Sascha Callaghan1, Giles Newton-Howes2
1 Faculty of Law, University of Sydney NSW 2006, Sascha.firstname.lastname@example.org
2 Department of Psychological Medicine, University of Otago, Wellington, New Zealand.
COMMUNITY TREATMENT ORDERS (CTOs) emerged as an alternative to involuntary inpatient treatment for mental illness in the 1970s, alongside the broader deinstitutionalisation movement for people with disabilities. At that time CTOs were embraced as an innovative, “less restrictive” alternative to involuntary inpatient orders for people with chronic and severe mental illness, and met community concerns about the potential for neglect of mentally ill people in the community. Now, after three decades of practice, the overwhelming conclusion of numerous studies is that CTOS ARE NOT EFFECTIVE in achieving their main clinical aims. In addition, the goals of the disability rights movement in mental health now insists that the will and preferences of people with mental illness must be respected in any decisions about treatment. The QUESTION THEREFORE ARISES WHETHER THEIR CONTINUED USE CAN BE JUSTIFIED. This article argues that they cannot, if the goals of non-discrimination and supported decision-making enshrined in the CONVENTION ON THE RIGHTS OF PERSONS WITH DISABILITIES are to be taken seriously by states parties, including Australia and New Zealand. We argue that the CTO system was based on goals that were both normatively and epistemically flawed, and compliance with INTERNATIONAL HUMAN RIGHTS LAW now requires that they be abolished.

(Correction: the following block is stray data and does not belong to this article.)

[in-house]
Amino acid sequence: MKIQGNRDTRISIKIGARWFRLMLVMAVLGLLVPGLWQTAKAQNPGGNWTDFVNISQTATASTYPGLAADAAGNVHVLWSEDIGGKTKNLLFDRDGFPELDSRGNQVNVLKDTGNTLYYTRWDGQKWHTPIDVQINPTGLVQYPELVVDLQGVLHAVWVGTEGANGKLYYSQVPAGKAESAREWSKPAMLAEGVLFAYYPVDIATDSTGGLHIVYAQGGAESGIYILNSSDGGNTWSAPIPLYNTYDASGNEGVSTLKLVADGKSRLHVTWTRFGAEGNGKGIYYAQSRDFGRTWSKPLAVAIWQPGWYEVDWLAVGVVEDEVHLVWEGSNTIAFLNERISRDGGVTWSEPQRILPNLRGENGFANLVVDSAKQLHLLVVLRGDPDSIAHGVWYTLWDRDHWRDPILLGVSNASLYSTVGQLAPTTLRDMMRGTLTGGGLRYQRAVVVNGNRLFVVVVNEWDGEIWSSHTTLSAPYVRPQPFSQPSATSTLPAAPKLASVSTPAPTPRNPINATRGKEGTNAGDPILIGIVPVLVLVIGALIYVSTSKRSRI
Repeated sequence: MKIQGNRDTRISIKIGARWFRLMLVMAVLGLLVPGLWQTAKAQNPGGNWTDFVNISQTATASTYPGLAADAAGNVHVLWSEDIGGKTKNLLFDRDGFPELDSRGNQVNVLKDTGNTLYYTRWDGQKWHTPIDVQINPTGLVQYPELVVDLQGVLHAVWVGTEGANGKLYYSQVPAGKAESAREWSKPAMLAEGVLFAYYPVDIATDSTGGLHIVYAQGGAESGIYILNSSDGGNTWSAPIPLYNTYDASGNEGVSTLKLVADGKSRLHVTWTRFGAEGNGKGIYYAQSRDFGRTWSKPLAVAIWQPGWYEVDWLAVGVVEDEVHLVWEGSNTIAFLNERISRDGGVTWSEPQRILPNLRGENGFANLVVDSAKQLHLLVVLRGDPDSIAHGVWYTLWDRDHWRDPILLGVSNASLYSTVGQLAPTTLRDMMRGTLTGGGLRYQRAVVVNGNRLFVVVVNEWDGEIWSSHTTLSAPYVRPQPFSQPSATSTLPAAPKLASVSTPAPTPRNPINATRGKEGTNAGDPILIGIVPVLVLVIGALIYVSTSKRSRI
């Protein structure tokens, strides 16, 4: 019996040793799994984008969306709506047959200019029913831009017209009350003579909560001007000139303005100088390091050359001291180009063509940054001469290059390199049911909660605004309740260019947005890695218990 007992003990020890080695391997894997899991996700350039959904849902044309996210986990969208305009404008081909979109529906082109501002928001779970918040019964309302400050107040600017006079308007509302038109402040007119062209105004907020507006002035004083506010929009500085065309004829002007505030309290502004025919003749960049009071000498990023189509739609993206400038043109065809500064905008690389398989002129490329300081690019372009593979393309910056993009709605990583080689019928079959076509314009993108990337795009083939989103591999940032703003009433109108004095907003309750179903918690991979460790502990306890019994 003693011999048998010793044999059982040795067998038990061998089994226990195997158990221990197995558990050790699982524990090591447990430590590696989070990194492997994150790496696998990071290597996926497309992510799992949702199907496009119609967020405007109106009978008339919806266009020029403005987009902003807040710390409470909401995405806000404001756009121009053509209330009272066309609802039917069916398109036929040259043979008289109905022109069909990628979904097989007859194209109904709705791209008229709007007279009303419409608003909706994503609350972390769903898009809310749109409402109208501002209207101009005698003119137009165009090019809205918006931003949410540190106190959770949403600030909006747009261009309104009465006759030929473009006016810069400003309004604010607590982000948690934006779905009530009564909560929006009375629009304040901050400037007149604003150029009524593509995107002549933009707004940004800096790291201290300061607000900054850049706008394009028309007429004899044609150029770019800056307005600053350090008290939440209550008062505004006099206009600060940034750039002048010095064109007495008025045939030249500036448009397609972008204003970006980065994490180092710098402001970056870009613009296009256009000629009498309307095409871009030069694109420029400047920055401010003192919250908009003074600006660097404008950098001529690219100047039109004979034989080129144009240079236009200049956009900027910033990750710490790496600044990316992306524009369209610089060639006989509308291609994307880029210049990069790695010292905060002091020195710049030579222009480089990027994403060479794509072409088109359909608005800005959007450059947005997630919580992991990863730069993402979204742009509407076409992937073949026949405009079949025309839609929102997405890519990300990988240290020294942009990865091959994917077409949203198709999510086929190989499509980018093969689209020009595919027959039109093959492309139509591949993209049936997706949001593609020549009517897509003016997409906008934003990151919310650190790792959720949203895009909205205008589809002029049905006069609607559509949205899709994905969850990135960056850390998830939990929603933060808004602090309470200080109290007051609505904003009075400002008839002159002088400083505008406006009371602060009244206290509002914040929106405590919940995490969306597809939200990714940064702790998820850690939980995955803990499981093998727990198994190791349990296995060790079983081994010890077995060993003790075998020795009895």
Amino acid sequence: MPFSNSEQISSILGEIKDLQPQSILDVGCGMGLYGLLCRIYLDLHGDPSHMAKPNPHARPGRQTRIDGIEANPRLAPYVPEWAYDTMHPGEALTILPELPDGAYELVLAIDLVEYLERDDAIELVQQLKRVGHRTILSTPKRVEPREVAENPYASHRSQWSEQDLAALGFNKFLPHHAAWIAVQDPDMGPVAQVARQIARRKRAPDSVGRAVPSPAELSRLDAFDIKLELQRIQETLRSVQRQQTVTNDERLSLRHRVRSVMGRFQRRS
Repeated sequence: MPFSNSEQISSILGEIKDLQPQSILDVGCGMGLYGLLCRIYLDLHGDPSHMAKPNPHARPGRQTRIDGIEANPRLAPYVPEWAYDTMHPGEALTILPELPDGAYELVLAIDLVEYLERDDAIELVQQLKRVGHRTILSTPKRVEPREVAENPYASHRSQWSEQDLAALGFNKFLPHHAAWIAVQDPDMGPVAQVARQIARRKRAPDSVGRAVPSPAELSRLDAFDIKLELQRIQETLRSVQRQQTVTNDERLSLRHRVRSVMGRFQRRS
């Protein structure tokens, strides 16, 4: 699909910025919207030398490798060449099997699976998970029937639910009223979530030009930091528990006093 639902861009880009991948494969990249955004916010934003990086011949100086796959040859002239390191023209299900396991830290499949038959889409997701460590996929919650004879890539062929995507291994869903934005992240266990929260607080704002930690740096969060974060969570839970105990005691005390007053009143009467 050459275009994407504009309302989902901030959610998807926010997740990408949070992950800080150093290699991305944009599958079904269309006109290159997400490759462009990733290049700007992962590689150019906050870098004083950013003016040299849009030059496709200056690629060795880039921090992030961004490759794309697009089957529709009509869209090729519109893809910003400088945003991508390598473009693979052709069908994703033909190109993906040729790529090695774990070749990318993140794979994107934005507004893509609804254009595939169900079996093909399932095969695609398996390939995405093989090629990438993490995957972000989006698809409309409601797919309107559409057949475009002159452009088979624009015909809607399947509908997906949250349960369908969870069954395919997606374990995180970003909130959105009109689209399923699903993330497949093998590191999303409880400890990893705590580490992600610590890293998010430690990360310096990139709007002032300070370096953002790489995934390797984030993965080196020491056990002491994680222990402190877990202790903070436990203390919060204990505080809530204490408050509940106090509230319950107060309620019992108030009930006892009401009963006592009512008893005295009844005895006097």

Dr Newton-Howes is a senior lecturer in the department of psychological medicine, Wellington and a consultant psychiatrist and clinical leader for Te-Upoko-me-te-Whatu-o-Te-Ika, the mental health alliance of Capital and Coast, Hutt Valley and Wairarapa DHB’s. He completed his medical training at Otago before completing his psychiatry training at Imperial College, London. He is a general adult psychiatrist with a subspeciality in substance misuse psychiatry.
Since his appointment in 2013 he has focused his research activities in three areas: the epidemiology and treatment of addiction, the intersection of personality and mental state disorder and the interface between psychiatry and society. Since his appointment he has published in a number of general and specialist journal including the BJPsych, the Lancet and Addiction. He has been an invited speaker internationally in these areas. He has received grant funding from internal and external sources to support this. Dr Newton-Howes acts as a systematic reviews editor for BJPsych and sit on the board of BJPsych, BJPsych Bulletin and the specialist journals Personality and Mental Health and the International Journal of Mental Health and Capacity Law of which he is one of the founding editors.
Sascha Callaghan is a lawyer and lecturer in health law and ethics at the University of Sydney. She has published widely in the area of health care decision-making, mental health and disability rights. She is also the lead researcher in the Sydney Neurolaw Project, a project that investigates intersections between neuroscience, law and ethics.